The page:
Wednesday, May 20, 2015

The following piece is about how, among the many things we need in life, experience can be very valuable, but for some of us, it seems as if we never learn from it, and as time marches on we find ourselves unchanged by it.
We lack a sensitivity to draw from experience the elements that would make another person more sympathetic, compassionate, patient and wise. Instead of maturing, as the changes of life and time pass by, we lack the intuition or wisdom to draw from events the very things that build character. The following piece (which has to be read more than once) is about that very phenomenon. How experience is valuable but only if we have ---

"some breadth of ability and faculty to seize relations, and the depth of conscience to read life truly, and quickness of affection to sympathize with it more fully; and a cultivated reverence of mind to know its own ignorance and find the way to other's wisdom.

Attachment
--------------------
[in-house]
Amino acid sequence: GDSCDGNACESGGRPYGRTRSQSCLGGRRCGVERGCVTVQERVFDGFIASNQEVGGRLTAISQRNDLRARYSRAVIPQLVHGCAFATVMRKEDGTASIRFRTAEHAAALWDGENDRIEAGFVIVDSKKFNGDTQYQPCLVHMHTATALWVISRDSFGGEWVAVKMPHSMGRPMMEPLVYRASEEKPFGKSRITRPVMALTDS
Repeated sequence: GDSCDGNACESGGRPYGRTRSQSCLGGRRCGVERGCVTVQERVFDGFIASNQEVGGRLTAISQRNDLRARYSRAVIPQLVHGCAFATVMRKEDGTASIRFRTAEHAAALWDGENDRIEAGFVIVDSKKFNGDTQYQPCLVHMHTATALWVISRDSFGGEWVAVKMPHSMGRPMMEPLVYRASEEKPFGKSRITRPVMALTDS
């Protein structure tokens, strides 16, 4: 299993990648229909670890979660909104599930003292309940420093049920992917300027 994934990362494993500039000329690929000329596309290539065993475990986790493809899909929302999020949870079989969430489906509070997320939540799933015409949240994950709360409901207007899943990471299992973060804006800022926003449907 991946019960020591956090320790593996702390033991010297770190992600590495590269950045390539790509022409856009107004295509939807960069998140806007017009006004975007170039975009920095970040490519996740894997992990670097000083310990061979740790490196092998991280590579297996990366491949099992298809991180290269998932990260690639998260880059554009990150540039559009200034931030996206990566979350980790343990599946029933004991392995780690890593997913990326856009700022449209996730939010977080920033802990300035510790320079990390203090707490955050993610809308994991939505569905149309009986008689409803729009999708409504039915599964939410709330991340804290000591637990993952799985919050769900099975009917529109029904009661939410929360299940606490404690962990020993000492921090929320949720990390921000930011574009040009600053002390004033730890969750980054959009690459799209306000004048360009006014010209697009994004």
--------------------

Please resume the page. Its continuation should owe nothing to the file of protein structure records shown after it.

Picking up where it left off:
The materials and occasions of experience may often abound; and yet may remain without change and moral result, because they lack the living mind and molding love to elaborate and shape them. Some men there are whom no lapse of time seems to soften or expand; from whom whole floods of experience will flow off and leave them dry; who pass through events and remember them, and like to call back their outward image again, but are just the same as if the events had been different; who reproduce in age the very sentiments and prejudices they had looked up in youth, and gather nothing from the past but a mood disagreeable and un-genial to the present. They repeat the story of their early days, not as a poem, but as an almanac; they can give you the dates but not the meaning of the changes they have seen; and of the men they have admired they can tell no more than the register and the coffin-plate. To such natures, case-hardened against the elements, time and the seasons come in vain: winter and summer pass but not a crevice opens in the rock where a green thing can push its root. Lacking the susceptibility to appropriate what is given and work it up into the organism of the personal existence, they can only by an abuse of terms be said to have "experience" at all: they lack its diviner conditions, though supplied with its natural variations and changes; if they were to live life over again, they would do and be essentially the same." James Martineau.

No comments: